“God, according to his promise, hath raised unto Israel a Saviour, Jesus.”— Acts 13:23
Mark, my soul, the blessedness of these words. Jesus is not only Israel’s Saviour, and hath fully answered, in every point, to that glorious character, but here we are led to discover his credentials. This is faith’s warrant. I believe in Jesus. Why? He brings with him the name, the authority, the commission of God the Father. Jesus is the appointment, the ordinance, the method Jehovah hath sent forth for salvation. Sweet thought! So that, added to all that I behold in the Lord Jesus, adapted to my case and circumstances, [ here see that Jesus as the Father’s gift, the Father’s sent, the Father’s anointed, full of grace and truth. Jesus is therefore the great promise of the bible; for in him are folded up and contained all the promises. And I see also, that God our Father was, and is, the great promiser. And I see that God not only gave this rich Saviour to poor sinners, but, according to his promise, raised him up also from the dead, when he had made his soul an offering for sin, to bless them: for it is said, “that he was delivered for our offences, and raised again for our justification.” My soul, pause over this blessed account, and look for thine own interest in it. If God hath raised up to Israel this Saviour, what knowest thou of him? Has thou felt thy need of a Saviour? Dost thou accept the Father’s Saviour? Is Jesus thy Saviour? Art thou come to him for salvation? Now God the Father hath raised him up, doth he appear to thee in all his beauties, fulness, suitableness, and complete salvation?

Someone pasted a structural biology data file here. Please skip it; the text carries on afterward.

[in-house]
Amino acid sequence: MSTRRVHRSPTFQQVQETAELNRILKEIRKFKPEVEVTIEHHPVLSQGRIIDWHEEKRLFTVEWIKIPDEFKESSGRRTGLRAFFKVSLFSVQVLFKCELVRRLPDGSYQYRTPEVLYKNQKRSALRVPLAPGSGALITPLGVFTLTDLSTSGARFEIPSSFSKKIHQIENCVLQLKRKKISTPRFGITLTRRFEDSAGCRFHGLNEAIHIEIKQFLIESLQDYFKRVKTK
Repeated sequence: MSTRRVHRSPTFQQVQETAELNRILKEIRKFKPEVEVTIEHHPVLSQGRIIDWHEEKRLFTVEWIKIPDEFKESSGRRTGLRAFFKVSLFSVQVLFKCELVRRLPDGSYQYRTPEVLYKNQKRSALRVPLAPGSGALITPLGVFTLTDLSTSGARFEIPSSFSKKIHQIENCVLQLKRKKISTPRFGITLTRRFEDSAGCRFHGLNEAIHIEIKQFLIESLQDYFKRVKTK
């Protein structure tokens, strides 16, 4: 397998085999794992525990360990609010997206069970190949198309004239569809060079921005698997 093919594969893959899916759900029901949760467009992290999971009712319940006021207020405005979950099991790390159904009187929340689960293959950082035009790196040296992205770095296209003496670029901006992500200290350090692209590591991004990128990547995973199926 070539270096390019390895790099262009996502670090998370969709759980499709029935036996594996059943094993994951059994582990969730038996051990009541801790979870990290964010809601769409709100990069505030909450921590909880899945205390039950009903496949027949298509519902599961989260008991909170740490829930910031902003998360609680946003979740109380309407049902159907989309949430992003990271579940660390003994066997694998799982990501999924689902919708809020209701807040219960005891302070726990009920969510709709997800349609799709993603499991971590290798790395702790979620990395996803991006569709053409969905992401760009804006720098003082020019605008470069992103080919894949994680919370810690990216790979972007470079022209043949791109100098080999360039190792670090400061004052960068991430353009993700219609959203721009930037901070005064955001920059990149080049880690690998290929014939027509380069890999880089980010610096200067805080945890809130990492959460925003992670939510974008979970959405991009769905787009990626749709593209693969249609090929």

Robert Hawker (1753-1827) was an Anglican (High-Calvinist) preacher who served as Vicar of Charles Church, Plymouth. John Hazelton wrote of him:
“The prominent features…in Robert Hawker's testimony…was the Person of Christ….Dr. Hawker delighted to speak of his Lord as "My most glorious Christ.” What anxious heart but finds at times in the perusal of the doctor's writings a measure of relief, a softening, and a mellowing? an almost imperceptible yet secret and constraining power in leading out of self and off from the misery and bondage of the flesh into a contemplation of the Person and preciousness of Christ as "the chiefest among ten thousand and the altogether lovely." Christ and Him crucified was emphatically the burden of his song and the keynote of his ministry. He preached his last sermon in Charles Church on March 18th, 1827, and on April 6th he died, after being six years curate and forty-three years vicar of the parish. On the last day of his life he repeated a part of Ephesians 1, from the 6th to the 12th verses, and as he proceeded he enlarged on the verses, but dwelt more fully on these words: "To the praise of His glory Who first trusted in Christ." He paused and asked, "Who first trusted in Christ?" And then made this answer: "It was God the Father Who first trusted in Christ."